IDEAS home Printed from https://ideas.repec.org/p/rim/rimwps/18_13.html
   My bibliography  Save this paper

Business Cycle Synchronization in the European Union: The Effect of the Common Currency

Author

Listed:
  • Periklis Gogas

    () (Department of Economics, Democritus University of Thrace, Greece; The Rimini Center for Economic Analysis, Italy)

Abstract

In this paper, I analyse the synchronization of business cycles within the E.U., as this is an important ingredient for the implementation of a successful monetary policy. The business cycles of twelve E.U. countries and two sub-groups of countries are extracted for the period 1989Q1-2010Q2. The cycle of G3, the group of the three largest European economies (Germany, France and Italy) is then used as a benchmark series for the comparisons. The sensitivity of the data to alternative cycle extraction methodologies is explored employing the Hodrick-Prescott and Baxter-King filters using alternative parameter specifications and leads/lags. The strength of cycle synchronization is measured using linear regressions, cross-correlation coefficients and the Cycle Synchronization Index (CSI). To assess whether synchronization is stronger after the introduction of the common currency, we also test two sub-samples pre- and post-EMU (1999Q1). The empirical results provide evidence that cycle synchronization within the Eurozone has become stronger in the common currency period.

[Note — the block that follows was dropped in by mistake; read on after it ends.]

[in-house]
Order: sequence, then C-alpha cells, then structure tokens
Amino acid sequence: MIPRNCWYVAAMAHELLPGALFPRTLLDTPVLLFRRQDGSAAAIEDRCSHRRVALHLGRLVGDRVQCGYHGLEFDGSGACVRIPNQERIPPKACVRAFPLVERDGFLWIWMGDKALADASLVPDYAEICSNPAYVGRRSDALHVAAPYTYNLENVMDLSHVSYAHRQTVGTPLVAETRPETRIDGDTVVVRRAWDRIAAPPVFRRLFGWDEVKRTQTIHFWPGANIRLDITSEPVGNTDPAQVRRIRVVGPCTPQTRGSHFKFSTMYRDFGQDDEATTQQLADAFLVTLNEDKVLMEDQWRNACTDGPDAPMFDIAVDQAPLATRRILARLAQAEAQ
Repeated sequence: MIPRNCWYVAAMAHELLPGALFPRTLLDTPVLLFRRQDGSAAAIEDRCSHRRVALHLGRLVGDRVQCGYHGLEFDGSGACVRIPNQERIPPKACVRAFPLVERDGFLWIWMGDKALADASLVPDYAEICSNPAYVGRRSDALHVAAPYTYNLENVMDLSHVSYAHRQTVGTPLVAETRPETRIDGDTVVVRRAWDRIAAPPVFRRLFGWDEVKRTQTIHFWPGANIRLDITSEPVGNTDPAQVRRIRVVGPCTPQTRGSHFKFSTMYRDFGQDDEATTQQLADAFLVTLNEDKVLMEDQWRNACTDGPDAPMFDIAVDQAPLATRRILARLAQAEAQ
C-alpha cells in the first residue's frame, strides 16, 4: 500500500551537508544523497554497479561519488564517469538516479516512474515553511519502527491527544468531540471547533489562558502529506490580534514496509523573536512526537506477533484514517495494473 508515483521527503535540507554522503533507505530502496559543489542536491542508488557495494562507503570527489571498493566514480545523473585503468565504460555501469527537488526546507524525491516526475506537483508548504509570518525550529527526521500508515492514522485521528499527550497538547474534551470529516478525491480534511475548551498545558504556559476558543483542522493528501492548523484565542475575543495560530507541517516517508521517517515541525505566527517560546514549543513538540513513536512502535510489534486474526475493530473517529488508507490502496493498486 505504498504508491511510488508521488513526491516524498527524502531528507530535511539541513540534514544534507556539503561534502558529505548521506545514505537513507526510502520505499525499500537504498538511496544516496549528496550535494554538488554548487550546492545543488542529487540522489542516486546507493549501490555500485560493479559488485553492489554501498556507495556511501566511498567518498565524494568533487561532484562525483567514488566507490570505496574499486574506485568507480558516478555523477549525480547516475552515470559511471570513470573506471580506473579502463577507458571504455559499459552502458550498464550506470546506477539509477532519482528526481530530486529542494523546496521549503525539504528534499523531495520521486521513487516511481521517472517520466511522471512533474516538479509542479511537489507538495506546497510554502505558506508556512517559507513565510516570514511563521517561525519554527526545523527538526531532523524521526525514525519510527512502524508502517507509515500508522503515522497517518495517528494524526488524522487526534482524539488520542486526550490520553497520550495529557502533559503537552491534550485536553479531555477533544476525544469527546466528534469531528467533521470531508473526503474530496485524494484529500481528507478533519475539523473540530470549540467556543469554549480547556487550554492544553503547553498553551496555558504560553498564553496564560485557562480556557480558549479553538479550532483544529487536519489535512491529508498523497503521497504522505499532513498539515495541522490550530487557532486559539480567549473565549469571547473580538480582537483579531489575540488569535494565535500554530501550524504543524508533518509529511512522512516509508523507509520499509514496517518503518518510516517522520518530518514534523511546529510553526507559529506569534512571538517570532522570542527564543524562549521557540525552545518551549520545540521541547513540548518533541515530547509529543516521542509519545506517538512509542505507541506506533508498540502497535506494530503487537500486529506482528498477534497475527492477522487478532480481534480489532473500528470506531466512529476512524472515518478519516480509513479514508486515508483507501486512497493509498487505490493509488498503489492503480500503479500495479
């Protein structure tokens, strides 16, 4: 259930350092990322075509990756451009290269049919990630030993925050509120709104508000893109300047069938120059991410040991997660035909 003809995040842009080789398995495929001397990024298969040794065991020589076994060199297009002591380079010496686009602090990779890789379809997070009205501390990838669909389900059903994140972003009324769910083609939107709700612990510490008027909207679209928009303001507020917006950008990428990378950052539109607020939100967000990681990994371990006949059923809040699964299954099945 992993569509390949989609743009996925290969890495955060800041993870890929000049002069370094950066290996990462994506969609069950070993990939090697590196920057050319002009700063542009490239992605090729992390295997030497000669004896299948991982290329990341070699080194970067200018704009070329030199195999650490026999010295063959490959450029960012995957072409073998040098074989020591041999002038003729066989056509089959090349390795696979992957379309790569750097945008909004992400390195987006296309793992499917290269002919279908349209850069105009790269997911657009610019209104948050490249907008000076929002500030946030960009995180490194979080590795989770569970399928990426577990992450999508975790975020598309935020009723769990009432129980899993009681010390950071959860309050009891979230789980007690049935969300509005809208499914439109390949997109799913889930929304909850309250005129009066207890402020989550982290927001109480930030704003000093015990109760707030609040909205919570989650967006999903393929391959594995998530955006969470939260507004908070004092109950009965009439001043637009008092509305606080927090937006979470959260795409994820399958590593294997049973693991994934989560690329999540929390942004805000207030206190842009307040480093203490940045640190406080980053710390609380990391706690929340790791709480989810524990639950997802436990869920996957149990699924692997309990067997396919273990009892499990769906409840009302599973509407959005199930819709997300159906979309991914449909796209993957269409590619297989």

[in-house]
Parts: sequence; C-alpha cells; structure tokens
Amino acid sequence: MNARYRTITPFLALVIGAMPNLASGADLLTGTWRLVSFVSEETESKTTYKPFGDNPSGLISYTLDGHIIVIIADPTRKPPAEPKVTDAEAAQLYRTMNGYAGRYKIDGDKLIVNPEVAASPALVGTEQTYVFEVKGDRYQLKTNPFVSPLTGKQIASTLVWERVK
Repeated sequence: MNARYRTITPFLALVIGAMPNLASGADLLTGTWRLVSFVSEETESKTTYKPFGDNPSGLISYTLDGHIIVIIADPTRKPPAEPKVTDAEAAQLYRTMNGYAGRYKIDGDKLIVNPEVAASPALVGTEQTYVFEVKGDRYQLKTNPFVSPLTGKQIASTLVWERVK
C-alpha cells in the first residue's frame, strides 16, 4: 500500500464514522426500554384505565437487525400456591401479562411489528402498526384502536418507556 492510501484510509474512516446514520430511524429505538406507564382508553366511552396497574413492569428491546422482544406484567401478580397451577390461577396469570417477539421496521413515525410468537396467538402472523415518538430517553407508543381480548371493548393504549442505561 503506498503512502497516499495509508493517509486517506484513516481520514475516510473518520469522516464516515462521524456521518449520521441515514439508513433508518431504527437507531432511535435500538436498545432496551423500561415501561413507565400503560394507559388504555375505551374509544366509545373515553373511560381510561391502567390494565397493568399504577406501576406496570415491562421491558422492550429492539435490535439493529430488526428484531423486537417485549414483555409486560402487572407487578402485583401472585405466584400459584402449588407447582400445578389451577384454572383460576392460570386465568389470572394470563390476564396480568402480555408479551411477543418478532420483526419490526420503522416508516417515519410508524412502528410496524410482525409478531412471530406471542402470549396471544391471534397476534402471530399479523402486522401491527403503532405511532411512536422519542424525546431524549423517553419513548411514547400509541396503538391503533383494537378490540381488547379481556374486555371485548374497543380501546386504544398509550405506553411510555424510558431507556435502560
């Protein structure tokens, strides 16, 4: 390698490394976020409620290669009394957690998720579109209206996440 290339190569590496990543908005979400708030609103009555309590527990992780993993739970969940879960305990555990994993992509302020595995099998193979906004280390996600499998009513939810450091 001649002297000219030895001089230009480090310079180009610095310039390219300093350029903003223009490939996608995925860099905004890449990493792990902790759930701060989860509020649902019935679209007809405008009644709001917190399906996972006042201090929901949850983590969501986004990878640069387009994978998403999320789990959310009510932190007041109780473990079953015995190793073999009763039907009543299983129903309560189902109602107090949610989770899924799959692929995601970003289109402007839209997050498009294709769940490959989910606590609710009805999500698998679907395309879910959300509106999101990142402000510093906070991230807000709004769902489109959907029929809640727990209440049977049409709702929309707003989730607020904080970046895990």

Suggested Citation

  • Periklis Gogas, 2013. "Business Cycle Synchronization in the European Union: The Effect of the Common Currency," Working Paper series 18_13, Rimini Centre for Economic Analysis.
  • Handle: RePEc:rim:rimwps:18_13
    as

    Download full text from publisher

    File URL: http://www.rcea.org/RePEc/pdf/wp18_13.pdf